Certain types of studies also require an IV contrast material, which will be administered through a vein (usually in your arm), once you are in the exam room. You should inform your physician of any medications you are taking and if you have any allergies. If you have a known allergy to Iodine or "Contrast Dye", your doctor will prescribe pre-medications to reduce the risk of an allergic reaction. If your CT scan is to include IV contrast, you will need to have your blood drawn prior to the CT exam at your doctor's office. This will ensure that your kidneys are functioning properly, enabling them to filter the IV contrast out of your body, this will include a GFR, BUN and Creatinine level.
If your exam requires an IV contrast material to highlight certain parts of your body, you may feel a warm sensation throughout your body and/or a metallic taste in your mouth once the IV is administered.
Also inform your doctor of any recent illnesses or other medical conditions, and if you have a history of heart disease, asthma, diabetes or kidney disease. Any of these conditions may increase the risk of an unusual adverse effect.
Women should always inform their physician and the CT Technologist if there is any possibility of pregnancy.
What will happen during the exam?
When you enter the exam room, you will be asked to lie on the CT table. The technologist will explain the procedure to you and position you on the scanning table. The table will then move to center on the part of your body being examined. You will be able to see out both ends of the scanner, and you will be able to talk to your technologist via a two-way microphone. The table will move within the scanner during the exam. It is normal to hear whirling or clicking noises while the exam is being done.
While the exam is being done, all you need to do is relax and remain as still as possible. You may be asked to hold your breath for short periods of time.
Ultrasound produces sound waves that are beamed into the body causing return echoes that are recorded to "visualize" structures beneath the skin. The ability to measure different echoes reflected from a variety of tissues allows a shadow picture to be constructed. The technology is especially accurate at seeing the interface between solid and fluid filled spaces. These are actually the same principles that allow SONAR on boats to see the bottom of the ocean.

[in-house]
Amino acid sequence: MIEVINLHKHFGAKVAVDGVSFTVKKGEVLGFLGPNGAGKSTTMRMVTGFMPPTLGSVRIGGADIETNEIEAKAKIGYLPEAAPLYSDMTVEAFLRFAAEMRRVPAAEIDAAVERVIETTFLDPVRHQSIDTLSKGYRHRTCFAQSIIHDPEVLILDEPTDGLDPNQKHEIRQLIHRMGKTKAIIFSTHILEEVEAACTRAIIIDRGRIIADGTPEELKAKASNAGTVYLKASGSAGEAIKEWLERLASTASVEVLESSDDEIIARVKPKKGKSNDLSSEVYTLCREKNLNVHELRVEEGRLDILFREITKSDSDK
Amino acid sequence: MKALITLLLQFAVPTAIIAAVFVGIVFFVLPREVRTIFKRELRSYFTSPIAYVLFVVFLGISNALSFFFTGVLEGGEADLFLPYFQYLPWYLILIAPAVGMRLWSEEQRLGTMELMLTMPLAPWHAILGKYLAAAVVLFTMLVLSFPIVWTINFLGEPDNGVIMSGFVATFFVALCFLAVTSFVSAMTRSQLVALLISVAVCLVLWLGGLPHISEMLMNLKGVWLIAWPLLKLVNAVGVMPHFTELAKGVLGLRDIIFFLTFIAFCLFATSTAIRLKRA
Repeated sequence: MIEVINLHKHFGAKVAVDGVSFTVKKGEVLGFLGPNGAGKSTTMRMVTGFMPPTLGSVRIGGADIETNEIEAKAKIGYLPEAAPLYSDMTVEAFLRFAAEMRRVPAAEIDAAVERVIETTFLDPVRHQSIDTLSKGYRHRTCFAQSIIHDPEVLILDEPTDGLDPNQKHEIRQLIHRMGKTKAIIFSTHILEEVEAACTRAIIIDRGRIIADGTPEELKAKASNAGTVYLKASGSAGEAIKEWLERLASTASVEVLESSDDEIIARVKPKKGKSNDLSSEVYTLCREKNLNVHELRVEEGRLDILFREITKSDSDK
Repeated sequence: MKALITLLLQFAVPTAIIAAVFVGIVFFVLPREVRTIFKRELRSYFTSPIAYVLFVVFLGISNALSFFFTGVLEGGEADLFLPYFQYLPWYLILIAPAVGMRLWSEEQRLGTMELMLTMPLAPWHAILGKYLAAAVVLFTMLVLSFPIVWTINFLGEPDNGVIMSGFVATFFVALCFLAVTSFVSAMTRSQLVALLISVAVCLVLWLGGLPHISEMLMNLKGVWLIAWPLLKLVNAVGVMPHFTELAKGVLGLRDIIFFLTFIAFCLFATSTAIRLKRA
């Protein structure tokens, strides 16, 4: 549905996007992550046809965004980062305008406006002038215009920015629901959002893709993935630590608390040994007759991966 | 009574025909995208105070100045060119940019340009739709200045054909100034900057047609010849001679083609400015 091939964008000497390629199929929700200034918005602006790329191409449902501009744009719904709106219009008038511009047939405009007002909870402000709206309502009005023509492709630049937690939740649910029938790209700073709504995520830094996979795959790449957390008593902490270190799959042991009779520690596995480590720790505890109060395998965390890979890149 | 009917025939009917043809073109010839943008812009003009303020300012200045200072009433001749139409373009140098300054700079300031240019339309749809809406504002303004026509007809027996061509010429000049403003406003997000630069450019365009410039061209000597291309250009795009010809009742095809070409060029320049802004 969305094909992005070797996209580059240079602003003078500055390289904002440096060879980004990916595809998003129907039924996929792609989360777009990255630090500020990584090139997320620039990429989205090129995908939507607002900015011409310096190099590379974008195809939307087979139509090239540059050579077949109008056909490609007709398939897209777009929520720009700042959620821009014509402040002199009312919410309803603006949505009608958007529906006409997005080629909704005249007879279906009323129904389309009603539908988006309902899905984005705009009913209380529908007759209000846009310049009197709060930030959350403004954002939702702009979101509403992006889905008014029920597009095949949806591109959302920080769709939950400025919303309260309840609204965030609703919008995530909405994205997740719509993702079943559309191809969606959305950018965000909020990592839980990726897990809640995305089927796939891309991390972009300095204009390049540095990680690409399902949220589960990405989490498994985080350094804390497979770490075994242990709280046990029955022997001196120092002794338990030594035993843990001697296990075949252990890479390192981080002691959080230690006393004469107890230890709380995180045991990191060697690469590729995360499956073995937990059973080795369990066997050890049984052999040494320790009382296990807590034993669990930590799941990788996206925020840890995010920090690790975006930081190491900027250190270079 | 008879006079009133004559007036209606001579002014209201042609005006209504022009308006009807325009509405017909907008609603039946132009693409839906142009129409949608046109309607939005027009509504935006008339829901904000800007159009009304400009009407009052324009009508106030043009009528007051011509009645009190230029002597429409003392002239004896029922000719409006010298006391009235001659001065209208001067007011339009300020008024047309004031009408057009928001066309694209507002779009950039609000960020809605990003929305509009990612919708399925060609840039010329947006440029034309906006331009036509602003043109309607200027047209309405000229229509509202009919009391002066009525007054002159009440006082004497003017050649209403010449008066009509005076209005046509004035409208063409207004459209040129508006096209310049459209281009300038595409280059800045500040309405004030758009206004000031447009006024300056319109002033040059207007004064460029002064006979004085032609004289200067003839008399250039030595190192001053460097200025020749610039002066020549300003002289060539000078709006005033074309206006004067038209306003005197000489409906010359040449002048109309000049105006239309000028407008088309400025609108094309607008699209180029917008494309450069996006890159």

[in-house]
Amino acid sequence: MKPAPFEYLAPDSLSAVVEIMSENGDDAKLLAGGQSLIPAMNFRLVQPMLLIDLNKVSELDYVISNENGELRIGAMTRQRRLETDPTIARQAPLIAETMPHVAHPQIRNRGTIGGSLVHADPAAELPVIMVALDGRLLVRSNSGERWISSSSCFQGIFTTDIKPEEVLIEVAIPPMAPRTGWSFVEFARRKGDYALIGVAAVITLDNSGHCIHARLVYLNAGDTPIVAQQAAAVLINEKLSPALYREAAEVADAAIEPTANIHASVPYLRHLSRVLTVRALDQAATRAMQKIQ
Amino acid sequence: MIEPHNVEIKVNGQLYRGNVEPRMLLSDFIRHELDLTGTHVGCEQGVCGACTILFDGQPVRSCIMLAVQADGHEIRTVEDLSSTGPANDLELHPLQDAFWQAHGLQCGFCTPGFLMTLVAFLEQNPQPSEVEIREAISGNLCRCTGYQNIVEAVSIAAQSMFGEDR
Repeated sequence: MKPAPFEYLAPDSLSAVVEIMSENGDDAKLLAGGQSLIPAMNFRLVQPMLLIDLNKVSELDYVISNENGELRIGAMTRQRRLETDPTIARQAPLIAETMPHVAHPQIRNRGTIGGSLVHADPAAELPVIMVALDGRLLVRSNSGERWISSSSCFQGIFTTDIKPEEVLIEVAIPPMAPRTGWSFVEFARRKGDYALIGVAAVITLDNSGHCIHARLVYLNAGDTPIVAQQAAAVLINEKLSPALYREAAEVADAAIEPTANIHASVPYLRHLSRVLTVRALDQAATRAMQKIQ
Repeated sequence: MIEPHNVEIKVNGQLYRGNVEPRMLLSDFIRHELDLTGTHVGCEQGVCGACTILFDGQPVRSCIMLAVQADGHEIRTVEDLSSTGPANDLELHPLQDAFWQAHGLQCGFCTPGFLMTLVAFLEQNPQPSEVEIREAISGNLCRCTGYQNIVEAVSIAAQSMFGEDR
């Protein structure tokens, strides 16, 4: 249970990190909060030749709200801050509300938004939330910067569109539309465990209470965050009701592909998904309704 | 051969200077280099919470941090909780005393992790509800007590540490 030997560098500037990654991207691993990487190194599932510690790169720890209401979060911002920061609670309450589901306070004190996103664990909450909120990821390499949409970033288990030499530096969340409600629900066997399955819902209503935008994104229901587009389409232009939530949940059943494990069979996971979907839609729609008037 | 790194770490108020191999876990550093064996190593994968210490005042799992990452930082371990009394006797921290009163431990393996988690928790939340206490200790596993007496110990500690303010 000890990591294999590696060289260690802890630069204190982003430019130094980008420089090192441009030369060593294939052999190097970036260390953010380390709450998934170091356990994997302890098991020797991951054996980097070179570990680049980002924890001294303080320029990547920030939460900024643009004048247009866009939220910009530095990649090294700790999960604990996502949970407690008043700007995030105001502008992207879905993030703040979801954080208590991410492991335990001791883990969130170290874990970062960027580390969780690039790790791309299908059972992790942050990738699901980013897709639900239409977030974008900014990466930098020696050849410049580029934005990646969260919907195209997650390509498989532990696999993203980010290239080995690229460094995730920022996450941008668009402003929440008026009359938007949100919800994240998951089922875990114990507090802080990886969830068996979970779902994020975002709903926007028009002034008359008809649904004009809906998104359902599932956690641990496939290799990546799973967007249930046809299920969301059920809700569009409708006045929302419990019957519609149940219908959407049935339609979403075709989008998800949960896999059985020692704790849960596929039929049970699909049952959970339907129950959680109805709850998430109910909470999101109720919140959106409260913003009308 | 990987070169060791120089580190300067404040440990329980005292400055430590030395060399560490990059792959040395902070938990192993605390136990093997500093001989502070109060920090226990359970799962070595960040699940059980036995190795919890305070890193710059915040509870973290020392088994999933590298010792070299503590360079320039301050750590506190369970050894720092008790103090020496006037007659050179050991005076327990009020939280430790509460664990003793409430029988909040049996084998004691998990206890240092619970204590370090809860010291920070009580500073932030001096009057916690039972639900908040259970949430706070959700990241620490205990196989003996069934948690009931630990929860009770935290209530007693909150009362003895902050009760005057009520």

How do patients prepare for an ultrasound?
Preparation for ultrasound is minimal. Generally, if internal organs such as the gallbladder are to be examined, patients are requested to avoid eating and drinking with the exception of water for six to eight hours prior to the examination. This is because food causes gallbladder contraction, minimizing the size, which would be visible during the ultrasound.
In preparation for examination of the pelvic ultrasound, it is recommended that you drink at least four to six glasses of water for approximately one to two hours prior to the examination for the purpose of filling the bladder. The extra fluid in the bladder moves air-filled bowel loops and the organs are more visible during the ultrasound test.
Ultrasound imaging is based on the same principles involved in the sonar used by bats, ships and fishermen. When a sound wave strikes an object, it bounces back, or echoes. By measuring these echo waves it is possible to determine how far away the object is and its size, shape, and consistency (whether the object is solid, filled with fluid, or both).
In medicine, ultrasound is used to detect changes in appearance of organs, tissues, and vessels or detect abnormal masses, such as tumors.
How does the procedure work?
In an ultrasound examination, a transducer both sends the sound waves and records the echoing waves. When the transducer is pressed against the skin, it directs small pulses of inaudible, high-frequency sound waves into the body. As the sound waves bounce off of internal organs, fluids and tissues, the sensitive microphone in the transducer records tiny changes in the sound's pitch and direction. These signature waves are instantly measured and displayed by a computer, which in turn creates a real-time picture on the monitor. One or more frames of the moving pictures are typically captured as still images.